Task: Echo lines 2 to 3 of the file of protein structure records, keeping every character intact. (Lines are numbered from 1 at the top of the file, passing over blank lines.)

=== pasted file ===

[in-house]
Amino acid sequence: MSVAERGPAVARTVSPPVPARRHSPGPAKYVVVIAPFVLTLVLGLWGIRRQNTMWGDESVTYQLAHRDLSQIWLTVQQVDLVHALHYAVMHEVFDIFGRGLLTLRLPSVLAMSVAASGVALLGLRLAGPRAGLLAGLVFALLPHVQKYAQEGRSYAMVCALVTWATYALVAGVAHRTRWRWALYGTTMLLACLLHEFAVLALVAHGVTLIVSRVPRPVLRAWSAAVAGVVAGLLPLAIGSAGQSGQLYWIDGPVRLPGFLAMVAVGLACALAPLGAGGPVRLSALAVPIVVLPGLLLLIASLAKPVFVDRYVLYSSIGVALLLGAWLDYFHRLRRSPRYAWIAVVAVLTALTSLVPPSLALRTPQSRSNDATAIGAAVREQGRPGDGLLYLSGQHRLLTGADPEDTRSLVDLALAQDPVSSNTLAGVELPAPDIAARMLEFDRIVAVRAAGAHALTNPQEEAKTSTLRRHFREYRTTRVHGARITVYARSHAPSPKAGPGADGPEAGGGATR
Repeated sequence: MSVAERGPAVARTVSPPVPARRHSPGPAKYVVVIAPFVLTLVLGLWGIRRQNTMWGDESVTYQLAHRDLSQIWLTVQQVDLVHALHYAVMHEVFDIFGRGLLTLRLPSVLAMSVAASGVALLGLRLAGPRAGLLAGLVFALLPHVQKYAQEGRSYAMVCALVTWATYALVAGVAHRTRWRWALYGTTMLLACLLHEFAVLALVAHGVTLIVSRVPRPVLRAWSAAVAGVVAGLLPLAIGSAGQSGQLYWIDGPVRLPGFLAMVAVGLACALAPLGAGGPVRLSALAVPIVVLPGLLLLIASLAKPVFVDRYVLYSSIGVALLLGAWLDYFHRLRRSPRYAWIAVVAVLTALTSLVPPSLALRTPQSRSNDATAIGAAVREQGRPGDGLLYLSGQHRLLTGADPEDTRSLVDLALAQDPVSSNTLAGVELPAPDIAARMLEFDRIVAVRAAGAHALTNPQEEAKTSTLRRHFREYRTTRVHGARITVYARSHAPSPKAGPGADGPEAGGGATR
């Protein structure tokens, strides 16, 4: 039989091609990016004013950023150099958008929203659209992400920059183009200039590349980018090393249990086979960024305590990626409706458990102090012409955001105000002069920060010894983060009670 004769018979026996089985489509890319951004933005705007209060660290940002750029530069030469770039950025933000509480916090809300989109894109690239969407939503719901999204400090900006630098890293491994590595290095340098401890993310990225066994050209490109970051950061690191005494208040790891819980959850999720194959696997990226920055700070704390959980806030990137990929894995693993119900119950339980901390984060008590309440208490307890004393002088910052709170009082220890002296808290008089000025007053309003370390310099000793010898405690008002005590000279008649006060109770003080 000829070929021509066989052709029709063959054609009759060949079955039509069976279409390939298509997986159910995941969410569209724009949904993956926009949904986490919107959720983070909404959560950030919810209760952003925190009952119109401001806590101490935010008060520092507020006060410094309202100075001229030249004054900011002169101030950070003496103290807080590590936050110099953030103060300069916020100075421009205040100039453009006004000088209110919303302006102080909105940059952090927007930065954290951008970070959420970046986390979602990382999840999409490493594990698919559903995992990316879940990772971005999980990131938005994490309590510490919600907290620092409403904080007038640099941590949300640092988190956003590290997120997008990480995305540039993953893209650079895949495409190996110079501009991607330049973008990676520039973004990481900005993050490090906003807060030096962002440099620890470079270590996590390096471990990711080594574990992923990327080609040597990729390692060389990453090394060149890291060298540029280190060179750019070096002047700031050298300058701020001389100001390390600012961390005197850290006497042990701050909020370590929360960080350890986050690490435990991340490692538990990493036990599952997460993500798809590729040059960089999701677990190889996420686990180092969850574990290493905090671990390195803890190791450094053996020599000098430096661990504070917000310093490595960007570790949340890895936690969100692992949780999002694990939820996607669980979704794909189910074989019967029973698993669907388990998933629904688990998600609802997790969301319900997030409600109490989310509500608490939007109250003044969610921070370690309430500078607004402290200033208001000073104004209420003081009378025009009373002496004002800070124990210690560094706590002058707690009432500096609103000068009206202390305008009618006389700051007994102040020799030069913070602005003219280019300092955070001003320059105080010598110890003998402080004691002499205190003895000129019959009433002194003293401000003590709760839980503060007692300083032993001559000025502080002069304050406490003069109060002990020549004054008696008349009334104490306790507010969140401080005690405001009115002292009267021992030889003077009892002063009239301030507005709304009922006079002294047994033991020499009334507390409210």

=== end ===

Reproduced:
Amino acid sequence: MSVAERGPAVARTVSPPVPARRHSPGPAKYVVVIAPFVLTLVLGLWGIRRQNTMWGDESVTYQLAHRDLSQIWLTVQQVDLVHALHYAVMHEVFDIFGRGLLTLRLPSVLAMSVAASGVALLGLRLAGPRAGLLAGLVFALLPHVQKYAQEGRSYAMVCALVTWATYALVAGVAHRTRWRWALYGTTMLLACLLHEFAVLALVAHGVTLIVSRVPRPVLRAWSAAVAGVVAGLLPLAIGSAGQSGQLYWIDGPVRLPGFLAMVAVGLACALAPLGAGGPVRLSALAVPIVVLPGLLLLIASLAKPVFVDRYVLYSSIGVALLLGAWLDYFHRLRRSPRYAWIAVVAVLTALTSLVPPSLALRTPQSRSNDATAIGAAVREQGRPGDGLLYLSGQHRLLTGADPEDTRSLVDLALAQDPVSSNTLAGVELPAPDIAARMLEFDRIVAVRAAGAHALTNPQEEAKTSTLRRHFREYRTTRVHGARITVYARSHAPSPKAGPGADGPEAGGGATR
Repeated sequence: MSVAERGPAVARTVSPPVPARRHSPGPAKYVVVIAPFVLTLVLGLWGIRRQNTMWGDESVTYQLAHRDLSQIWLTVQQVDLVHALHYAVMHEVFDIFGRGLLTLRLPSVLAMSVAASGVALLGLRLAGPRAGLLAGLVFALLPHVQKYAQEGRSYAMVCALVTWATYALVAGVAHRTRWRWALYGTTMLLACLLHEFAVLALVAHGVTLIVSRVPRPVLRAWSAAVAGVVAGLLPLAIGSAGQSGQLYWIDGPVRLPGFLAMVAVGLACALAPLGAGGPVRLSALAVPIVVLPGLLLLIASLAKPVFVDRYVLYSSIGVALLLGAWLDYFHRLRRSPRYAWIAVVAVLTALTSLVPPSLALRTPQSRSNDATAIGAAVREQGRPGDGLLYLSGQHRLLTGADPEDTRSLVDLALAQDPVSSNTLAGVELPAPDIAARMLEFDRIVAVRAAGAHALTNPQEEAKTSTLRRHFREYRTTRVHGARITVYARSHAPSPKAGPGADGPEAGGGATR